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On Aging with Dr. Roger Branch Sr.:From out of the past
Branch WEB
Dr. Roger Branch Sr.

These columns about issues facing the elderly in this country typically go past reporting and analysis to offer suggested solutions. I admit that I am also an advocate.

Still, I was a little surprised recently when a friend asked, "Are you a Socialist?"

I could have replied, "We all are. We just don't understand it."

Instead, I said truthfully, "No, I am a south Georgia country boy, following values that became part of me there."

The rural South of my origins focused on family and community where mutual support and dependency made life possible. Generally, the elderly were respected - even revered - and cared for to the grave. In many cases, they retained financial security by owning "the home place" until death when it was passed on to the son or daughter who had taken care of them. Otherwise, they lived with some family member because it was "the right thing to do." This deeply held sense of "right" is a value, a part of my country culture, centuries old but soon to undergo radical change.

This value is not confined to the rural South. It is found in many places and is as old as the Ten Commandments and the teachings of Jesus Christ. British settlers brought it with them to North America and passed it on through generations to me.

The Industrial Revolution was social as well as technological and economic. People moved to go where the jobs were. Families shrank in size. Cities sprang up. Community ceased to be a social reality. Things that are necessary for people to live together could no longer be sustained by family and community. That included care and security for the elderly.

Some of the functions once provided primarily at the community level have passed readily to government, state and national. The crude local roads of the 19th century have largely been replaced by the Interstate Highway System, a massive product of the federal government comparable to the national mobilization for World War II. Local law enforcement still exists, but we look to national agencies like the FBI to protect against today's scarier threats. These are but two of many examples. The point is that issues which impact the entire country require nationwide power for solution.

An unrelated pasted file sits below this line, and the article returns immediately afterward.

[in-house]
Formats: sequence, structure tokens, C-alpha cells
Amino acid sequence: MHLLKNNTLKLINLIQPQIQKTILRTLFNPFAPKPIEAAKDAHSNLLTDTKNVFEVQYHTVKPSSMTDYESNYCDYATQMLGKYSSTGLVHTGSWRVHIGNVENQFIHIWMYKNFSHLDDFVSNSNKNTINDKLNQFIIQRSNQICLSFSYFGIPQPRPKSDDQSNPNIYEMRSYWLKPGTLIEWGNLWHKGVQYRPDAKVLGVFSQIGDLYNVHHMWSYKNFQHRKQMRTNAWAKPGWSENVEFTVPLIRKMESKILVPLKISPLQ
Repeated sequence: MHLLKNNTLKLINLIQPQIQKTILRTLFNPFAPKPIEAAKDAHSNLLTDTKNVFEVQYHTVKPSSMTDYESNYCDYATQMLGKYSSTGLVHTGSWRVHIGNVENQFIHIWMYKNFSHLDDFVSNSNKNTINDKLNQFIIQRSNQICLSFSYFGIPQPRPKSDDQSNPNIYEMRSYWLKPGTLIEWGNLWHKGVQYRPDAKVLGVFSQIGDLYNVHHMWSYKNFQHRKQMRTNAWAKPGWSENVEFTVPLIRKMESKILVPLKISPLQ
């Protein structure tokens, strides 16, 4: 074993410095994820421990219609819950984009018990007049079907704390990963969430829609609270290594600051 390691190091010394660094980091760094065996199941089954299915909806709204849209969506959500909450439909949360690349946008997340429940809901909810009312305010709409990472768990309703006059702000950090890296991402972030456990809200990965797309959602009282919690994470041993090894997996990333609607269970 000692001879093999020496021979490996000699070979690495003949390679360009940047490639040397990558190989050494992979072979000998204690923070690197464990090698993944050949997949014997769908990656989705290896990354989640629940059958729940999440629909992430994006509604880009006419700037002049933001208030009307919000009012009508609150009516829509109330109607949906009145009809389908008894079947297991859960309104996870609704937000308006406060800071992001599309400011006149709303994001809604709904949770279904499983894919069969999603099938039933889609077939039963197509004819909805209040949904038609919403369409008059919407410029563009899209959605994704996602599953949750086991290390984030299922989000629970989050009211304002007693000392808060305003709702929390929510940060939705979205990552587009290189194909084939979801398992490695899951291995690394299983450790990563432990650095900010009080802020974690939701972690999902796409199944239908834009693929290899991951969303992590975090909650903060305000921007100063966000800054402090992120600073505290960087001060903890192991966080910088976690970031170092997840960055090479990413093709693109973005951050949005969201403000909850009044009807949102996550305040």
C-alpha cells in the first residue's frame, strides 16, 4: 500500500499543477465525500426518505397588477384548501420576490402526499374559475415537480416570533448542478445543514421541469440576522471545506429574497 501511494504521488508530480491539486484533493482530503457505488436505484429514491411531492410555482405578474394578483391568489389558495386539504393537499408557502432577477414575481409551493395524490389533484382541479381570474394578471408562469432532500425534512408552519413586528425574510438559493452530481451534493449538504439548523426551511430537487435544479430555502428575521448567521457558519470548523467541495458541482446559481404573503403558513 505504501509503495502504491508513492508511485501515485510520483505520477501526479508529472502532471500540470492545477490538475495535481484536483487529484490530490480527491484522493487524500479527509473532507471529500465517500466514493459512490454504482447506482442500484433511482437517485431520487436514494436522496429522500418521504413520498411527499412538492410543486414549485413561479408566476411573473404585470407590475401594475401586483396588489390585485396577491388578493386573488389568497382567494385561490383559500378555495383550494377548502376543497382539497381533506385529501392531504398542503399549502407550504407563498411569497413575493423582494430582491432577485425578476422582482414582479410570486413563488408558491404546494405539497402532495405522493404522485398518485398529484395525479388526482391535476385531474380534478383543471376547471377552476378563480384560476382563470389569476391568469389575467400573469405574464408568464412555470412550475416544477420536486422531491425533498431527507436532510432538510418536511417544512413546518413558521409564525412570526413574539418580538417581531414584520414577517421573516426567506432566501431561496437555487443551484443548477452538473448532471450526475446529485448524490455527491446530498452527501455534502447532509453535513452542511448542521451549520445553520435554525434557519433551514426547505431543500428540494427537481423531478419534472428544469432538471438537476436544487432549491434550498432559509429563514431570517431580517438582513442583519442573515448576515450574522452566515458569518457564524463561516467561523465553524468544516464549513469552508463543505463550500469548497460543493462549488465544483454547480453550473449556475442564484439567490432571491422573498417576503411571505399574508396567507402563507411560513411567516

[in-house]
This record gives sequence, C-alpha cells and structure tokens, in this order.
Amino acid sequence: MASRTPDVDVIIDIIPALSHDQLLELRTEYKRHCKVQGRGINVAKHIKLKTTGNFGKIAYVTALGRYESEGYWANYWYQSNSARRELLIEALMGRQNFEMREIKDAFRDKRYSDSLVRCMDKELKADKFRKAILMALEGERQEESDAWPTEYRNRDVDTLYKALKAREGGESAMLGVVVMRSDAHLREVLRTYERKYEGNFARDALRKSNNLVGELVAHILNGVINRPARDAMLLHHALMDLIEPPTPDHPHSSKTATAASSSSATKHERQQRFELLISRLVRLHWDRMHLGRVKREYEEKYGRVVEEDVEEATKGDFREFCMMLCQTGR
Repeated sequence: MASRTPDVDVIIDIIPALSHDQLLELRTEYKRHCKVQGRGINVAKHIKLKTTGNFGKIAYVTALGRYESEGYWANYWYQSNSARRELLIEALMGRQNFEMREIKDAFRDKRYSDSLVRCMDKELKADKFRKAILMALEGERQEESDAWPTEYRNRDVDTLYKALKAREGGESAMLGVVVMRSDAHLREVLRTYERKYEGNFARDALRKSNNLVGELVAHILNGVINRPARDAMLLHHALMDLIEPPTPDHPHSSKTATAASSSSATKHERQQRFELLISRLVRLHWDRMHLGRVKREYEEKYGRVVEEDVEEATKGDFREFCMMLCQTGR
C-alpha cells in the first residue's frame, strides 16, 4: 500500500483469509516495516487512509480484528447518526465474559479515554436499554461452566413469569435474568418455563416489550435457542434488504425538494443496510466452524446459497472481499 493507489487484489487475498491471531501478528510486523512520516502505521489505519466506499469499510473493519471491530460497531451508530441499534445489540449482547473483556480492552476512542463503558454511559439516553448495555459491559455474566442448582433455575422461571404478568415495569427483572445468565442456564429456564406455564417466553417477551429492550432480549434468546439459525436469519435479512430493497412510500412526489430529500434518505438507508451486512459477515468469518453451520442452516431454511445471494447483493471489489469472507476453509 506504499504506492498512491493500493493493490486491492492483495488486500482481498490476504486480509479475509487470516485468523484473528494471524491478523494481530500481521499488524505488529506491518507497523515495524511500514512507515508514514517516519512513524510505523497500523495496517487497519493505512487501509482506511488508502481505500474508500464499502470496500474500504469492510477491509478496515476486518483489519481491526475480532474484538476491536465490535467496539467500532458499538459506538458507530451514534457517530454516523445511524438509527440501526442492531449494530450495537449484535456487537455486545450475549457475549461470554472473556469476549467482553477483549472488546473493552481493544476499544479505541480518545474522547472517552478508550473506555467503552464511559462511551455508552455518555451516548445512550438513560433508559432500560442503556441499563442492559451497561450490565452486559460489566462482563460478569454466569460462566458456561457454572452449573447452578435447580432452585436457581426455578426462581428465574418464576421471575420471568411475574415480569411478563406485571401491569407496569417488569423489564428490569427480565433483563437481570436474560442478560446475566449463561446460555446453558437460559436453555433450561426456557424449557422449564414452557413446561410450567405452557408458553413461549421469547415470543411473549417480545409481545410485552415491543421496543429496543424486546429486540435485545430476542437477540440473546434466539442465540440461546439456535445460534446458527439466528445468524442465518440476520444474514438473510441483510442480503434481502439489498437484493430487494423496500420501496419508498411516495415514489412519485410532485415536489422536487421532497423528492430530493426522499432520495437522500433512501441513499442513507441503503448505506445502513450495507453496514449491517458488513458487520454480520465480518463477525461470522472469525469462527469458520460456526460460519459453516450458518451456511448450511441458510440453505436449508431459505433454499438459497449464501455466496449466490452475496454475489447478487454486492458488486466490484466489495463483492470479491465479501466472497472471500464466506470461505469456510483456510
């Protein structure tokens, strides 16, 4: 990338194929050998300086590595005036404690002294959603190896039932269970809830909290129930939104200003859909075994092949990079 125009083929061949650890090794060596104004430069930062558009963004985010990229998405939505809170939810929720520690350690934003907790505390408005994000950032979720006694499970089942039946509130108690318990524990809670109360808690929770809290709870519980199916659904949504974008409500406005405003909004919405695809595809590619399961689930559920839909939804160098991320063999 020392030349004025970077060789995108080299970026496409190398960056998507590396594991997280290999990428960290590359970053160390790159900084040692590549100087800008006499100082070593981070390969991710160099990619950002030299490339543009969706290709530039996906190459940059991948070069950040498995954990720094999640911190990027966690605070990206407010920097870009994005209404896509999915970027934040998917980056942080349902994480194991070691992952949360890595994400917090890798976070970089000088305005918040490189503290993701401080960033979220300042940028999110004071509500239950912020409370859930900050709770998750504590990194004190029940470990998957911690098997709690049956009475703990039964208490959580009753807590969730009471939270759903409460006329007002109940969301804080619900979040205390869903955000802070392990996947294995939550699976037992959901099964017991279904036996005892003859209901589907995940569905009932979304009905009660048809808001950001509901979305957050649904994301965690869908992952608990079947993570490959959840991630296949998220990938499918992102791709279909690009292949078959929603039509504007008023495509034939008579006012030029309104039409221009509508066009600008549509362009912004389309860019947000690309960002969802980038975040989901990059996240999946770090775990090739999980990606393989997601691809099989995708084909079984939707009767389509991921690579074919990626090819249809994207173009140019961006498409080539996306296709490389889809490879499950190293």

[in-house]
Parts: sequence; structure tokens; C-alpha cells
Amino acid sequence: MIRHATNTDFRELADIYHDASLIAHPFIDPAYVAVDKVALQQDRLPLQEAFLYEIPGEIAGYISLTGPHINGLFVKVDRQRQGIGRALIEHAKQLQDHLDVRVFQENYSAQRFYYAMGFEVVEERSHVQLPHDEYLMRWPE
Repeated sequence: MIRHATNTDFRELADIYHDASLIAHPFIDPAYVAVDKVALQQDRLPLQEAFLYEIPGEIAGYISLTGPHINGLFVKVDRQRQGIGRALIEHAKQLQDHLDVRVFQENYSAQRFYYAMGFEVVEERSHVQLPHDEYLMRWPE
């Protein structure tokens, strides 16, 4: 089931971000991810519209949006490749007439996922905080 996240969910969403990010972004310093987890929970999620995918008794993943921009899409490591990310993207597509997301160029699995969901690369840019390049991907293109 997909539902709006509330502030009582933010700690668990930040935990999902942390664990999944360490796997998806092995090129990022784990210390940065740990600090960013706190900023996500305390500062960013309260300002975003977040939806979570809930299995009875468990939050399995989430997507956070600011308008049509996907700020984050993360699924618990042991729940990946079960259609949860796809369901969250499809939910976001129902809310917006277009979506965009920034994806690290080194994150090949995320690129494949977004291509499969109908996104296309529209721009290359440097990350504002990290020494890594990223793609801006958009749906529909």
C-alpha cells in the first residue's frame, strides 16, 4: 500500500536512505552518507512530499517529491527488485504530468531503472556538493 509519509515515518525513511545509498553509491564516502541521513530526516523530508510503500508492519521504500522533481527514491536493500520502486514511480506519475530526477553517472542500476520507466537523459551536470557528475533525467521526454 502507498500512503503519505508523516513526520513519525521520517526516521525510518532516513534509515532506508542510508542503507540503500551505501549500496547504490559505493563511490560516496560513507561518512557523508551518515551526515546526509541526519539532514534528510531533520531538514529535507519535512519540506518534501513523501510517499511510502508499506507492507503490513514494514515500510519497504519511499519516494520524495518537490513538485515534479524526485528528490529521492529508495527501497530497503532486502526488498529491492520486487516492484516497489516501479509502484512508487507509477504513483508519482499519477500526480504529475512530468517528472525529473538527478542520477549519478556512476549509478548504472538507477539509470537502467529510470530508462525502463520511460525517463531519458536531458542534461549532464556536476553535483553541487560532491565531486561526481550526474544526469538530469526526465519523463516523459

But, what about individual freedom in this world of systemic solutions? What about individual freedom for the slaves in the old South, for sharecroppers in the newer South, for debt-saddled farmers in every South, for miners in Appalachia, for Southern mill workers until their jobs moved abroad? These people are of my world - my family and friends. For them, freedom was, or is, at best, partial. However, since one person's freedom extends only to the end of his or her nose, freedom is always limited.

Nationwide solutions to nationwide problems are necessary but will in every case be unpopular with some people and possibly infringe on some freedoms, real or imaginary, of others. The support and protection of this nation's elderly are issues of nationwide import and require nationwide solutions the same as national security and the protection of lawful commerce.

Returning to values, I restate an earlier quotation. "The character of a people can be measured by the way they treat their old and their young."

As to the question of which of the modern "isms" and "ists" I "belong" to, the answer is "None of the above." Like other economic systems, they have become belief systems, in a word, religions, to which it is necessary to pledge oneself or be branded as disloyal. I agree with Emil Brunner, 20th Century giant of Christian theology and ethics, who criticized both Communism and capitalism for making the material world central to all reality instead of the spiritual.

Struggle between the material and the spiritual is a constant thread in the Bible. Moses had to destroy the golden calf (bull, symbol of fertility, prosperity). The prophets of Israel for two centuries struggled with the fertility gods (Baalim) of Philistia and Lebanon for the loyalty of the Israelites. Jesus, who died owning only his clothes, said bluntly that it is impossible to serve both God and Mammon (the prosperity god of his day). The pattern continues. Preachers peddle a prosperity gospel in spite of the clear teachings of Christ. Economic systems continue to be belief systems.

By the grace of God, I am a Christian, undeserving and often falling short of the sonship to which I have been called. Still, I rise up from falling and hear the recurring call, "Take up your cross and follow me."

For me, feeling the pain of the old and the poor or speaking out on their behalf is part of "follow me."

Roger G. Branch Sr. is professor emeritus of sociology at Georgia Southern University and is a retired pastor.

 

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